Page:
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Connecting to other Systems

Traditionally, UNIX/Linux systems have used telnet to connect to remote systems. But if someone were to use a network sniffer (a program which allows the reading of all information flowing through the network), not only could they eavesdrop on your connection, but they could see your login AND password as you type them! telnet connections are therefore considered non-secure.

One way to avoid this is to ensure all data exchanged is encrypted. This is what SSH - Secure SHell - does: the initial connection between two system allows for the transfer of information, including public keys. A session ID is calculated by both parties. That session ID is then used as part of every piece of information exchanged, to ensure the connection is encrypted, and thus considered much more secure.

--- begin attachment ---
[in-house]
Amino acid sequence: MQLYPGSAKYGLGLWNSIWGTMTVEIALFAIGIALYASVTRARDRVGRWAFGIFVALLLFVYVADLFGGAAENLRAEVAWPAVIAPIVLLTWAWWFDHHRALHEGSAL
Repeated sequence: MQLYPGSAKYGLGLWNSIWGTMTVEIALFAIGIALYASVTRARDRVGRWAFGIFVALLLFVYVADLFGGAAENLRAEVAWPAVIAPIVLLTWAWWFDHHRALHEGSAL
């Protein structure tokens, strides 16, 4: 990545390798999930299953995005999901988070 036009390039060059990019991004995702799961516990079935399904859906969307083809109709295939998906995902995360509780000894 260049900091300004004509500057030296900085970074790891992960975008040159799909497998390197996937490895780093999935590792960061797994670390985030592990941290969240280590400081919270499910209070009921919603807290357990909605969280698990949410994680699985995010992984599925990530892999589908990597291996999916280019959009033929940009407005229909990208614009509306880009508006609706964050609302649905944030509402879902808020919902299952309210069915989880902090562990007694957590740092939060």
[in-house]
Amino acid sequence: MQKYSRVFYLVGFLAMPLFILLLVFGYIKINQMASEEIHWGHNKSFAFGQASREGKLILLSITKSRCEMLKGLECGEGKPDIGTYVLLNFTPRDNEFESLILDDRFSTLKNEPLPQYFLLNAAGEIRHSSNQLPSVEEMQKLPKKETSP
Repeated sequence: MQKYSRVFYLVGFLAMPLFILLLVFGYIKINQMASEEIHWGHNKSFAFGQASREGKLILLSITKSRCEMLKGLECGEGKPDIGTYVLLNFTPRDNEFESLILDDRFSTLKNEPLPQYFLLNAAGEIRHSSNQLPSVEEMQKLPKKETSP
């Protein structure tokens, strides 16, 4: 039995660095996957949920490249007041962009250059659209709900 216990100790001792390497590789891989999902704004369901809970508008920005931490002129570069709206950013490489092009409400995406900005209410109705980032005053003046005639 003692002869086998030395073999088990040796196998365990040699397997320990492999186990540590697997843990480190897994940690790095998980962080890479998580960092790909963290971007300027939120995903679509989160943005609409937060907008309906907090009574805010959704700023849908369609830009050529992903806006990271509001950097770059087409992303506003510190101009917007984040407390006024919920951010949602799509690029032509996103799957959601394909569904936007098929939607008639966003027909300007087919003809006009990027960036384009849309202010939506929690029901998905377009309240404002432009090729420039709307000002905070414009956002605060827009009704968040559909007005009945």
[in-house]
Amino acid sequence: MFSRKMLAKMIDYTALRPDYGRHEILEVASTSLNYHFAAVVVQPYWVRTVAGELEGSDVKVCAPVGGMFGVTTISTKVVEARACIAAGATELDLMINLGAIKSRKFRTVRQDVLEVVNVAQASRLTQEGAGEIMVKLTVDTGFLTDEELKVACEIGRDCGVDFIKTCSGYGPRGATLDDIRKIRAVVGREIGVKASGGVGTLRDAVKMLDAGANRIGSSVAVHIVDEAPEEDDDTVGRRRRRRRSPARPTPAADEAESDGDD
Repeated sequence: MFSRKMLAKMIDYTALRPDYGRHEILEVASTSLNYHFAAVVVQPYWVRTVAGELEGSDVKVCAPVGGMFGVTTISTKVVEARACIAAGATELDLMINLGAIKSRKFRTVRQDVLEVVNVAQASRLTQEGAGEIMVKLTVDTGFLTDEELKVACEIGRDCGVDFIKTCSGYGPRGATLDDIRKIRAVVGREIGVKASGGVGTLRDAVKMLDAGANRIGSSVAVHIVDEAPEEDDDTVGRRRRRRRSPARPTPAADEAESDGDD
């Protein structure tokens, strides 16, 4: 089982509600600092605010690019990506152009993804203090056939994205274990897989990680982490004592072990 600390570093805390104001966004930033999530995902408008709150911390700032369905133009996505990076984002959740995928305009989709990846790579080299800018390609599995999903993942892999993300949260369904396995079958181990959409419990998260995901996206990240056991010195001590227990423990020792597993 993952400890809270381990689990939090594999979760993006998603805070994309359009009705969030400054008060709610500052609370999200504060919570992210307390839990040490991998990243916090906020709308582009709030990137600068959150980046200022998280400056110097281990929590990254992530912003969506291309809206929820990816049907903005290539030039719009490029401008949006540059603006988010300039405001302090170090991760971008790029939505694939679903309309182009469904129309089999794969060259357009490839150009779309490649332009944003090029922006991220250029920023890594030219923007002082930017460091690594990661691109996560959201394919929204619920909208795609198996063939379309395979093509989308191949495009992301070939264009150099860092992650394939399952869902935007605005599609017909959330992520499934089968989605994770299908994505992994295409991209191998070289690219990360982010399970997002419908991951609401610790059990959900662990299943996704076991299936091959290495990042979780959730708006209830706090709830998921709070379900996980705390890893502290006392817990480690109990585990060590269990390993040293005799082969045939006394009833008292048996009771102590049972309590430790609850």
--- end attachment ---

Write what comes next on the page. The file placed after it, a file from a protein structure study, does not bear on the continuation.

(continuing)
ssh is quickly becomming the prefered method for connecting to remote systems.

ssh is first introduced (because it is considered secure), even though it is still not found on all UNIX/Linux installations. telnet, on the other hand, is found on all UNIX/Linux platforms, as well as on the MS Windows 95/98/2000/NT systems.


next up previous contents
Next: SSH: Connecting Securely to Up: Networking/Internet Previous: write: Write To   Contents
Claude Cantin 2010-10-24